UN calls for massive support to help Pakistan with a $16bn rebuilding effort following last year’s devastating floods.
Pakistan is hosting an international conference in Geneva with the help of the United Nations to generate international support for a $16bn rebuilding effort in the country following last year’s devastating floods.
Pakistan Prime Minister Shehbaz Sharif and UN Secretary-General Antonio Guterres kicked off the one-day event on Monday, being attended by officials from nearly 40 other countries as well as private donors and international financial institutions.
The unprecedented floods caused by melting glaciers and record monsoon rains last year affected more than 33 million Pakistanis, killing more than 1,700 people and pushing about nine million others into poverty, according to the UN.
Thousands of people are still living in open areas, tents and makeshift homes in Sindh and Balochistan, the two worst-hit provinces, with stagnant water still present in many areas.
‘We’re racing against time’
In his opening remarks, Guterres praised Pakistan and its people for responding to “this epic tragedy with heroic humanity”.
“We must match the heroic response of the people of Pakistan with our own efforts and massive investments to strengthen their communities for the future,” he said.
“Pakistan is doubly victimised by climate chaos and a morally bankrupt global financial system,” the UN chief added. “No country deserves to endure what happened to Pakistan.”
Addressing the summit, Sharif called for a “new coalition of the willing” among the international community, “one that can save lives and put them on a path to responsible global citizenship”.
“Today’s meeting is an attempt to give my people another chance at getting back on their feet,” he said, adding that his government needed at least $8bn from outside donors over the next three years to rebuild the country.
“We are racing against time,” he said.
Turkish President Recep Tayyip Erdoğan took part virtually, as many countries chipped in to help Pakistan.
In a video message, French President Emmanuel Macron pledged $10m in immediate aid, with another $380m marked for reconstruction projects.
The United States said it would provide an additional $100m in funding to help Pakistan recover from the “monster monsoon floods”, while Germany pledged $90m to help the country adapt to climate change.
In a column for British newspaper The Guardian on Friday, Sharif said Pakistan “simply cannot do this alone”.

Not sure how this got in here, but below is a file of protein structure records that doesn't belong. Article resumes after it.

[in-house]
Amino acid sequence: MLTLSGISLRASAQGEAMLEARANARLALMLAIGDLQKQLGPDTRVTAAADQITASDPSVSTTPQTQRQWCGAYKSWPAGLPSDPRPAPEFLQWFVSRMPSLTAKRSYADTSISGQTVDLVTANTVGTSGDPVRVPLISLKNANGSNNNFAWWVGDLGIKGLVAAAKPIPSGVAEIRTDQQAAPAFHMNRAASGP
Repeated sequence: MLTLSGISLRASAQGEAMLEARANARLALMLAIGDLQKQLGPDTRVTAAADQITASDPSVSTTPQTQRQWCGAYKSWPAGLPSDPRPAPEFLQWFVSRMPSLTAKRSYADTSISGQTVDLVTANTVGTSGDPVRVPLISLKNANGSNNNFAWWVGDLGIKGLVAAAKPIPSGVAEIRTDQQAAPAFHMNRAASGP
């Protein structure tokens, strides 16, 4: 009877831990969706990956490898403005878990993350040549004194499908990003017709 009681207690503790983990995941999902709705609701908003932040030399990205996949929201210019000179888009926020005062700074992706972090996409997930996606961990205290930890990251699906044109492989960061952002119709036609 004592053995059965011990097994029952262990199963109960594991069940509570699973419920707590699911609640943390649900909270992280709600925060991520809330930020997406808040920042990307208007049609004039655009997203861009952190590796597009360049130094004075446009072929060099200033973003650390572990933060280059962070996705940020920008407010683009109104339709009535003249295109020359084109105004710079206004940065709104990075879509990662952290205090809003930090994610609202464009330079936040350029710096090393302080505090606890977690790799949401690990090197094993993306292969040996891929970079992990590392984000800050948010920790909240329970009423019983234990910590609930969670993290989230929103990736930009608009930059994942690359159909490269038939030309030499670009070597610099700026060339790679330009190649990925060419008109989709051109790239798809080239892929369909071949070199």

“These flooded areas now look like a huge series of permanent lakes, transforming forever the terrain and the lives of people living there. No amount of pumps can remove this water in less than a year; and by July 2023, the worry is that these areas may flood again,” he wrote.
According to the Global Climate Risk Index, Pakistan is responsible for less than 1 percent of global emissions but it remains among the top 10 nations vulnerable to climate change.
Pakistan’s 4RF plan
Islamabad says the Geneva conference is focused on two objectives: the “Resilient Recovery, Rehabilitation, and Reconstruction Framework (4RF)” strategy to secure international support, and to find a way to build long-term climate resilience and adaptation against climate change in Pakistan.
Khalil Hashmi, Pakistan’s permanent representative at the UN office in Geneva, said: “The objective is to secure international support for the 4RF, which include institutional, financial and implementation arrangements for post-flood recovery, rehabilitation and reconstruction. The conference will help us forge long-term partnerships to strengthen Pakistan’s climate resilience and adaptation.”
Last year, Pakistan prepared a Post-Disaster Needs Assessment (PDNA) report with the help of the UN and other global bodies, which estimated the country needed $16.3bn to rebuild its economy and infrastructure and called for global help.
In December, the UN said despite an appeal for $816m in urgent funds for Pakistan, it received only $262m – a mere 32 percent of the target amount.
The floods also came amid a dire economic crisis in Pakistan, which last month saw its foreign reserves deplete to less than $6bn, enough to cover for just about a month of imports.
Pakistan is also seeking immediate financial assistance from the International Monetary Fund as well as from friendly countries such as Saudi Arabia and China to shore up its faltering economy and prevent a default.
Ali Tauqeer Sheikh, an Islamabad-based climate change analyst, told Al Jazeera he did not expect substantial commitments from other nations and agencies at the Geneva conference.
“I don’t think anybody will offer an open chequebook to Pakistan, though, with the number of people attending, I am sure they will make some pledges and show some action,” he said.
“So even if Pakistan manages to garner promises of more than $1bn from this conference, it can be termed a short-term success.”